Boundaries Drawn by Light and Time: An Interview with Daniel Torday
Interviewed by Andrew Ervin
Daniel Torday’s startling and carefully crafted debut, a novella titled The Sensualist (Nouvella Books), is the first-person account of Samuel Gerson, a teenager living with his parents in a predominantly Jewish neighborhood in the Baltimore suburb of Pikesville during the early-1990s. The coming-of-age story focuses on Samuel’s relationship with a recent Russian émigré Dmitri and, to a smaller extent, with Dmitri’s sister Yelizaveta. Dmitri models himself as a Dostoyevskian anti-hero and the spirit of the Russian master lingers in the margins of every page.
The setting of The Sensualist is vital to Torday’s success in creating such vivid and lifelike characters. Living within a Jewish enclave provides Samuel with one sense of identity, but even within that community there exist factions—the newly arrived Russians are outsiders. On top of that, the goings-on are (with only a few exceptions) confined to the neither-here-nor-there suburbs of Baltimore. Those of us who grew up in the suburbs will understand the ennui captured here so beautifully. Furthermore, Baltimore is a city that while below the Mason Dixon Line isn’t exactly Southern, as we typically think of it, but it’s not exactly Northern either. The confusion is palpable. Being a teenager is difficult enough for any of us, but Torday’s sense of placelessness here makes Samuel’s plights all the more intense.
One passage in particular has lodged itself in my brain and I’d like to quote it here at length; it’s, I think, the most profound and lovely image I’ve read in a new work of fiction this year. The confusion about a map—about geographical space—speaks to many of the story’s thematic concerns:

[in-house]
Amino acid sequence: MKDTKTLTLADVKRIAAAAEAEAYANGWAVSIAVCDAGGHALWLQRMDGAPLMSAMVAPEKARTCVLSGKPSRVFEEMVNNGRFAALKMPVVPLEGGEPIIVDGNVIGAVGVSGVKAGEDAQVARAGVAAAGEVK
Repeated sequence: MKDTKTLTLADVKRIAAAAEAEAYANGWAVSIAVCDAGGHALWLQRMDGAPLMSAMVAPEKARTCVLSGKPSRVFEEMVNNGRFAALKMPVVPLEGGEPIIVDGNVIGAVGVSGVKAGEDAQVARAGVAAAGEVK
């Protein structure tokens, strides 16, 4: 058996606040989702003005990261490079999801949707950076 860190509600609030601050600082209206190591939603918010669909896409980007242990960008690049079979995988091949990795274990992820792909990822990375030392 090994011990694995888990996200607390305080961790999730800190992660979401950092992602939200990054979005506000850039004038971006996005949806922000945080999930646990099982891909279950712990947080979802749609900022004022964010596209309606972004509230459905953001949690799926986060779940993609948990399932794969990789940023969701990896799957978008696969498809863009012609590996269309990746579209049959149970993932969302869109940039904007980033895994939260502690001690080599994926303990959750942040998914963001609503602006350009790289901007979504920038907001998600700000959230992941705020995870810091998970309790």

Back in the living room we scanned what was left. We’d already packed most of it. The table at the middle of the living room was covered by a strange map, land masses described by odd geometric borders that might have been Soviet states or Hungarian counties, and it took me a moment to realize that this was only the sun-bleached pattern left around the darker spots where all the tchotchkes once sat: boundaries drawn by light and time. They’d sat so long in the same places they’d left behind an indelible print.
Though Torday and I live about five miles apart, we’ve had trouble catching up in person recently and so conducted this interview via email over a few days in late March.
As of this writing it’s two weeks until the publication of your first book, which I absolutely loved for reasons I hope to articulate in this interview. What’s going through your mind?
The desire to take benzodiazepines regularly? Will that cover it? Seriously: I think the first thing to say is that you’ve buried the answer in your question. For so many years—I’m vaguely embarrassed to say these 170pp. took seven or so years to write—you work work work on sentences, on scenes, on researching the stuff you don’t know, and then you pick your head up every six months or so and print your document out and think, Is it possible that someone could ever absolutely love this book? So your simply saying “love” and “first” and “book” in a sentence that doesn’t read, “First things first: no one could ever love this book,” is working a little like Valium on me right now, only with words. And with my retaining the ability to operate heavy machinery.
There are any number of great literary references and allusions here—Melville, Fitzgerald, Poe, Eliot—but let’s start with the obvious one. We have a fifteen-year-old kid in Dmitri who is modeling his behavior after a Dostoyevsky character, even after it lands him in trouble. His sister appears to be named after Stinking Lizaveta from The Brothers Karamazov. What does Dostoyevsky mean to this world you’ve created?